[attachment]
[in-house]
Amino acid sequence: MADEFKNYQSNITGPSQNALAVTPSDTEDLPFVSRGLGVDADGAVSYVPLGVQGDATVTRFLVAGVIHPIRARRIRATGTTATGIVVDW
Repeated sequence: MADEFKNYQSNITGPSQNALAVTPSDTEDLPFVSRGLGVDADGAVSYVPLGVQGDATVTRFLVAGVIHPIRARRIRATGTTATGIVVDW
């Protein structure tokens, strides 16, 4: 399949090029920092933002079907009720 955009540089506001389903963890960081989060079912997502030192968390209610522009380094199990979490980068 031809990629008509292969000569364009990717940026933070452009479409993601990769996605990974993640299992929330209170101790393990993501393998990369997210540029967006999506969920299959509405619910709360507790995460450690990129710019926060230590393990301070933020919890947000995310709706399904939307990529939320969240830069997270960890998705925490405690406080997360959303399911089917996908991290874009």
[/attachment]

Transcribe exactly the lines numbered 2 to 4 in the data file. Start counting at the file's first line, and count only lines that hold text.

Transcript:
Amino acid sequence: MADEFKNYQSNITGPSQNALAVTPSDTEDLPFVSRGLGVDADGAVSYVPLGVQGDATVTRFLVAGVIHPIRARRIRATGTTATGIVVDW
Repeated sequence: MADEFKNYQSNITGPSQNALAVTPSDTEDLPFVSRGLGVDADGAVSYVPLGVQGDATVTRFLVAGVIHPIRARRIRATGTTATGIVVDW
């Protein structure tokens, strides 16, 4: 399949090029920092933002079907009720 955009540089506001389903963890960081989060079912997502030192968390209610522009380094199990979490980068 031809990629008509292969000569364009990717940026933070452009479409993601990769996605990974993640299992929330209170101790393990993501393998990369997210540029967006999506969920299959509405619910709360507790995460450690990129710019926060230590393990301070933020919890947000995310709706399904939307990529939320969240830069997270960890998705925490405690406080997360959303399911089917996908991290874009």